A visit by an avid tea drinker gave me the excuse to expound on my fondness for my Alfi. In assessing my tea drinking habits, I realized there were many similarities with my romance reading habits! Like many romance readers (and tea drinkers), I have specific tastes, likes and dislikes. Some I can be quite intransigent about, others more open-minded.
I must note that I am a tea philistine. I like black tea, fairly dark, with a lot of milk and sugar. My needs and requirement are simple and unrefined. I just like the taste. I do not worry about whether the water is boiling, just under, or whatever temperature releases (or does not release) unattractive tannins. Whatever! For me the issue is simply: does the water turn dark enough and if I put a lot of milk in it, does it stay hot enough (but not too hot) to sip and enjoy immediately?
Like a baby gosling, I imprinted on Twining’s Earl Grey blend as my tea of choice, but I’ve been willing to branch out–Bigelow’s English Teatime, Twining’s Irish Breakfast & have even liked some loose teas: Red Blossom’s Keemun and their Hunan Black are in my cupboard.
So why do I think this Alfi is great? Well, in general, I make myself a pot in the morning & then drink it throughout the day. I used to have various tea cosies to fit various tea pots to try to keep it warm, etc. but by the third cup, I needed a microwave to warm it up. Yes, I have done it and lived to tell the tale. If you microwave with the milk in, you don’t have to do it as long & usually it tastes OK to me.
But this Alfi has an internal glass thermos with a sealed lid that opens and pours with a finger press. It keeps that pot of tea (without a stained tea cosy) beautifully hot and drinkable for a very long time. Here is one of my Alfis at home. It’s sitting on a tile my husband bought me when he went to the Taj Mahal. Nothing’s too good for my Alfi….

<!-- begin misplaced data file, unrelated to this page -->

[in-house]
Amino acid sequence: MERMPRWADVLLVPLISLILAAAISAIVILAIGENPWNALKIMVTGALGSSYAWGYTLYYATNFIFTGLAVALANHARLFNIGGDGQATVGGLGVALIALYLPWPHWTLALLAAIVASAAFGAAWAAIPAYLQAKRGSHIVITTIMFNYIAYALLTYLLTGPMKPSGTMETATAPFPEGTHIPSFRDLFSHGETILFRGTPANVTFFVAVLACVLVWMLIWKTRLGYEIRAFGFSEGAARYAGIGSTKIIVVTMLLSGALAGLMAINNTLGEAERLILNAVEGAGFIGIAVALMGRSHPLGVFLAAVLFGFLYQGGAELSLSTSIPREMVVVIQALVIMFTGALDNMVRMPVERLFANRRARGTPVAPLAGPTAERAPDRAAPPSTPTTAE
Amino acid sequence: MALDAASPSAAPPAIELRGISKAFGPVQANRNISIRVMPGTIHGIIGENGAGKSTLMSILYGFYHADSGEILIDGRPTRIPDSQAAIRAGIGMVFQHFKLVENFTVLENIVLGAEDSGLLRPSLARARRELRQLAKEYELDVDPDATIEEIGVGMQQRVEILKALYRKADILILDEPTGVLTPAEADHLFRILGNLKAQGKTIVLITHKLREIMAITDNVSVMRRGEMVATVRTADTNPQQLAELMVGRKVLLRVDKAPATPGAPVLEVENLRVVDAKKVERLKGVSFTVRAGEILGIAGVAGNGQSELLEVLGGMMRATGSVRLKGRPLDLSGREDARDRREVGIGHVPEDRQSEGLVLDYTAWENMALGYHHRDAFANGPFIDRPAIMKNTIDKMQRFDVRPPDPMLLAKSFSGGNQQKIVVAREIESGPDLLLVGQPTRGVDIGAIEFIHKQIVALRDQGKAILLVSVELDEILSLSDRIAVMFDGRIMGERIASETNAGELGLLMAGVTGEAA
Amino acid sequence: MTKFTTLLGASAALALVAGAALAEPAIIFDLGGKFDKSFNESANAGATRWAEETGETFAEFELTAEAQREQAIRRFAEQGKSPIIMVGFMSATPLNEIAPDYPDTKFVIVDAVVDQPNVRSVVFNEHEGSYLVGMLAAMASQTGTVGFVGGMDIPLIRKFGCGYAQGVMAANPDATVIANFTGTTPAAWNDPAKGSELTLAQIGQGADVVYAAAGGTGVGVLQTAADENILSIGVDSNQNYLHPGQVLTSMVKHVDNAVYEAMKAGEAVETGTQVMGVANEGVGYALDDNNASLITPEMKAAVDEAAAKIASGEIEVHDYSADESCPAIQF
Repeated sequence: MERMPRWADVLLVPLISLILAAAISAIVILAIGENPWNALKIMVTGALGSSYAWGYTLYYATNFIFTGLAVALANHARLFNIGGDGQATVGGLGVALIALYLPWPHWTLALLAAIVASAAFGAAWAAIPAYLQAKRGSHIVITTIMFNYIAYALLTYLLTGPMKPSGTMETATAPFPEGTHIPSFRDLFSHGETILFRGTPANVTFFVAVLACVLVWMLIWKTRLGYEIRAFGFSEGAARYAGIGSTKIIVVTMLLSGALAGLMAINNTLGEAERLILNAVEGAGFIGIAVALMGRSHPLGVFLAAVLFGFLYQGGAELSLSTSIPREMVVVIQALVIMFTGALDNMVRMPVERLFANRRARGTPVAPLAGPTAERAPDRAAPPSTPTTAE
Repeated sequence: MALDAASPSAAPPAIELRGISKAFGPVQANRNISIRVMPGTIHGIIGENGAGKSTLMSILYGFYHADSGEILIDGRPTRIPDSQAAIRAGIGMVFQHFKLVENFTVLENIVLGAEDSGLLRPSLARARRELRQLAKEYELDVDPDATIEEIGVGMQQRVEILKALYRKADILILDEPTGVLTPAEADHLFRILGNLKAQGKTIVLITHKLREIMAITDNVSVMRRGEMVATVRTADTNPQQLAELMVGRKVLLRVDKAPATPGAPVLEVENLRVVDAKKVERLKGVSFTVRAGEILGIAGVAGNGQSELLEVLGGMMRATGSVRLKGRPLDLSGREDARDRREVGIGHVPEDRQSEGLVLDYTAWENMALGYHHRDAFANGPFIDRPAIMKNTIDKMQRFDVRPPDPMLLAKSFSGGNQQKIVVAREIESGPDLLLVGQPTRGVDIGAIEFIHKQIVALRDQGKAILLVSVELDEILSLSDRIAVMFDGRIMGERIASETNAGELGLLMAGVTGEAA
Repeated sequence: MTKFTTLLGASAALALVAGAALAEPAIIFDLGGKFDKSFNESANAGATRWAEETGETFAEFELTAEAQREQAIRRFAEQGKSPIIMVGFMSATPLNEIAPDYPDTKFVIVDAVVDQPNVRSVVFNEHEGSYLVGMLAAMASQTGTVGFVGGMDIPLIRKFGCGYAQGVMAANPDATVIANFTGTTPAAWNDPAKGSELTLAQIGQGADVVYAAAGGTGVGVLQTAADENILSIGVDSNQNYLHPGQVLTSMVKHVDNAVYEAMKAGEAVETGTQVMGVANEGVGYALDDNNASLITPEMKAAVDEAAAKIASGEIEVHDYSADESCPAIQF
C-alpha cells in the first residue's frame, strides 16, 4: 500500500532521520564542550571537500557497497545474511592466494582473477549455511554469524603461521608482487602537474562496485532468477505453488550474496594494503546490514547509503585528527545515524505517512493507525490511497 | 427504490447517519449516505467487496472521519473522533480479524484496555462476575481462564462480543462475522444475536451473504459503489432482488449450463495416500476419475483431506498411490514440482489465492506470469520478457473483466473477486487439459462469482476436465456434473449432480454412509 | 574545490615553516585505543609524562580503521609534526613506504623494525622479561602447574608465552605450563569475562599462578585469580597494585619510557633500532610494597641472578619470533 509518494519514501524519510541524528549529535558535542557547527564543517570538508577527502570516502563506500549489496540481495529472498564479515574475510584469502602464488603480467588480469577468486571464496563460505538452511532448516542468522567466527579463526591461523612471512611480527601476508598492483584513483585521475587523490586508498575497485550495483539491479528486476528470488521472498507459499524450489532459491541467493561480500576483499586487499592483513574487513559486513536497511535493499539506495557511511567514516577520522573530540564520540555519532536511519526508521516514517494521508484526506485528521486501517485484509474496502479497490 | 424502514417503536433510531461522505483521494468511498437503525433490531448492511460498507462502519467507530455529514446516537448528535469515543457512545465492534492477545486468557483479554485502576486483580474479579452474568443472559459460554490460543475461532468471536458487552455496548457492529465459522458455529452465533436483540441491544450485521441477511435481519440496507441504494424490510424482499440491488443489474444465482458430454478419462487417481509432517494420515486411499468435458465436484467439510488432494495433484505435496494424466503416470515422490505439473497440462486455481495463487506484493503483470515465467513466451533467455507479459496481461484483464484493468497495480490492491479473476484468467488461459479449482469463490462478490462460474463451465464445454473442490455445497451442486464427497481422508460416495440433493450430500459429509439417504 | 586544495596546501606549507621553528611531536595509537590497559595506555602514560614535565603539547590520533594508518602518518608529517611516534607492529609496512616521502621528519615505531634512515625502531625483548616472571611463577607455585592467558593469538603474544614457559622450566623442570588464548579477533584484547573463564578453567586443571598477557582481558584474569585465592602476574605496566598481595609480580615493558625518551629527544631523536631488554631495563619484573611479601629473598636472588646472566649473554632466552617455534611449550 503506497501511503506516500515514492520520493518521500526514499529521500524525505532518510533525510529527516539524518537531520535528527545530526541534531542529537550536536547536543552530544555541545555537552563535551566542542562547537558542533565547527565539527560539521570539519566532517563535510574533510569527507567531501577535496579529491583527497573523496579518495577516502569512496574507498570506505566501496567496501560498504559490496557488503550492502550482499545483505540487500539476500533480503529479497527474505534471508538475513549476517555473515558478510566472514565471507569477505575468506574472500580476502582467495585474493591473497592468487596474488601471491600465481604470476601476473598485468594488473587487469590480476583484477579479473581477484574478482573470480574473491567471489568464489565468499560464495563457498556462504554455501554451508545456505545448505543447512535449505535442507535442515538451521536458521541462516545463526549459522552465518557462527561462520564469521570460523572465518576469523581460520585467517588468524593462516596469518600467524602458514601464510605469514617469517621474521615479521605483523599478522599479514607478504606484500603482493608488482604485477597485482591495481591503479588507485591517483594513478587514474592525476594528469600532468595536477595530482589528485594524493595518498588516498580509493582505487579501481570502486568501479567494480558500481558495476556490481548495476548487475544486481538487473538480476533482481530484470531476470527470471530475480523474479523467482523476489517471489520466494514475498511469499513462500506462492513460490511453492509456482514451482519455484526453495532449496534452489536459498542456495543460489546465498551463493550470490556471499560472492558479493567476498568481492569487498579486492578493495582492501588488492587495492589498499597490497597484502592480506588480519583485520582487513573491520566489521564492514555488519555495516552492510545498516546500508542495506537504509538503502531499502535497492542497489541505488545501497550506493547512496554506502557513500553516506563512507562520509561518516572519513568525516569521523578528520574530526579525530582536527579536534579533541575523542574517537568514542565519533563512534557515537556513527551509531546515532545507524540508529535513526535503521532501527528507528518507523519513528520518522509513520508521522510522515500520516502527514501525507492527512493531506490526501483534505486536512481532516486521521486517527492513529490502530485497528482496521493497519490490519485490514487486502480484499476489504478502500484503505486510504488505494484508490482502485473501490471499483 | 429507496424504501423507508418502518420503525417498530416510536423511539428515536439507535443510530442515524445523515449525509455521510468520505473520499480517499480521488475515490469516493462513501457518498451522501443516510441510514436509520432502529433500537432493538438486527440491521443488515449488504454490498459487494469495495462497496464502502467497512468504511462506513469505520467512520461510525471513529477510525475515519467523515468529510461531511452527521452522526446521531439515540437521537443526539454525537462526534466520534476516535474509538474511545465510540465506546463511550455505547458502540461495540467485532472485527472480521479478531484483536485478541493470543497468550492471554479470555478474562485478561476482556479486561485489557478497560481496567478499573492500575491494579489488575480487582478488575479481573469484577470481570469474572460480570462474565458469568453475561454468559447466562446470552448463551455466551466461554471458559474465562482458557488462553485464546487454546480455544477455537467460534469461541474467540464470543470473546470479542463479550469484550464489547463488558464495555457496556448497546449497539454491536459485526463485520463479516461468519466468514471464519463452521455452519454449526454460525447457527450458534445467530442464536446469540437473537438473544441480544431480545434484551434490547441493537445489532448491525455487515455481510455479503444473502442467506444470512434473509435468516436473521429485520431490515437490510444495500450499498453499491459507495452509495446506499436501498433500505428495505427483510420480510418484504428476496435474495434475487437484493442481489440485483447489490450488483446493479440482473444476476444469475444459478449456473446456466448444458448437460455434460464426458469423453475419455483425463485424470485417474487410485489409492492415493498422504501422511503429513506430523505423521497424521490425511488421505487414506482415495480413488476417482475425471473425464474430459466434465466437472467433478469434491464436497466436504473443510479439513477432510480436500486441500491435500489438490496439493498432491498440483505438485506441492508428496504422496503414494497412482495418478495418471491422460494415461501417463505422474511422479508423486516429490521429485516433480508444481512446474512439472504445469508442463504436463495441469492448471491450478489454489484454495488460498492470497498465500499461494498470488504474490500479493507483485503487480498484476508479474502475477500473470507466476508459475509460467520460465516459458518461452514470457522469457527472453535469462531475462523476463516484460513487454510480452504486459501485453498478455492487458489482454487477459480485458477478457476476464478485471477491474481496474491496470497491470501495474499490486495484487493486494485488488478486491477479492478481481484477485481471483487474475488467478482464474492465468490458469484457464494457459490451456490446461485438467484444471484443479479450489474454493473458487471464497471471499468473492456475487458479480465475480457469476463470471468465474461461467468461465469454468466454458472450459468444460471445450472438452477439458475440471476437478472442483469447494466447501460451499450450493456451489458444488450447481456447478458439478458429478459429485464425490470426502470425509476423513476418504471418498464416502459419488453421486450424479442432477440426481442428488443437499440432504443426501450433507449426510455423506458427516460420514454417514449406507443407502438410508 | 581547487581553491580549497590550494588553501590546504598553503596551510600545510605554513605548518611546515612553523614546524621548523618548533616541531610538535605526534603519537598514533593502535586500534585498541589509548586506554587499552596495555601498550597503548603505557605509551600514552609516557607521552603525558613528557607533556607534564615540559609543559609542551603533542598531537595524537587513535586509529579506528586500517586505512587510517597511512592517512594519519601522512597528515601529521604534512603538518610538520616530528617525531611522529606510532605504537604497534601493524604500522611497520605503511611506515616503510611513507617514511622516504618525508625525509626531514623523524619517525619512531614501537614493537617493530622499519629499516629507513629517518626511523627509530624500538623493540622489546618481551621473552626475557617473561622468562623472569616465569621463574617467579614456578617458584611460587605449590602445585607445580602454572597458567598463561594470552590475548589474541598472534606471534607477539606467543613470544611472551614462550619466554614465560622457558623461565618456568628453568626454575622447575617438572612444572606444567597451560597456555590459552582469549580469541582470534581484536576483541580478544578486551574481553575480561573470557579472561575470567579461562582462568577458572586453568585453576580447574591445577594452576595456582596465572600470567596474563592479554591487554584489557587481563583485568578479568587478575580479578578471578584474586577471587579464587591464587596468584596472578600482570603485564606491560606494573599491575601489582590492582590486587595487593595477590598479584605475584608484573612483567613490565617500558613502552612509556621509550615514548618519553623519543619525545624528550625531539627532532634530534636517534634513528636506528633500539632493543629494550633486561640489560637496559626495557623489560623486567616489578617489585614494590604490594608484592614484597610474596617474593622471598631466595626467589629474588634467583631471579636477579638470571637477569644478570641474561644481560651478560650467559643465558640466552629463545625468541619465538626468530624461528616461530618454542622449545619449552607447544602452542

As a romance reader, I connected, then expanded my reading in the genre in a similarly tentative manner–first Austen, then Regencies, then a fearful exploration into historicals and contemporaries when demand far exceeded supply.
Thinking about the visceral and physical aspects of tea helped me understand my (and perhaps other reader’s) reading process. Sometimes trying a new tea opens a whole new world–but if you’re conservative, it takes being forced to try something new in order to get you off the tried and true. For me with tea, it was being served a delicious new type at a restaurant. With reading, my reading world has been expanded by gift books, a friend’s vociferous recommendation, or a desperation buy when travelling….
A new format–tea bags, a thermal pot–opens up a new drinking experience and new opportunities. I think of audio books, eBooks, mobile and eReaders in that vein. And sometimes the issue is expectations: if I don’t think of this drink as tea, but open my mind and consider it just as a hot beverage–does it taste good? So for me, I’ve been able to explore Chai (a bit). And to connect the tea/reading experience, to enjoy urban fantasy and other relationship novels that include romance, but are not Romances.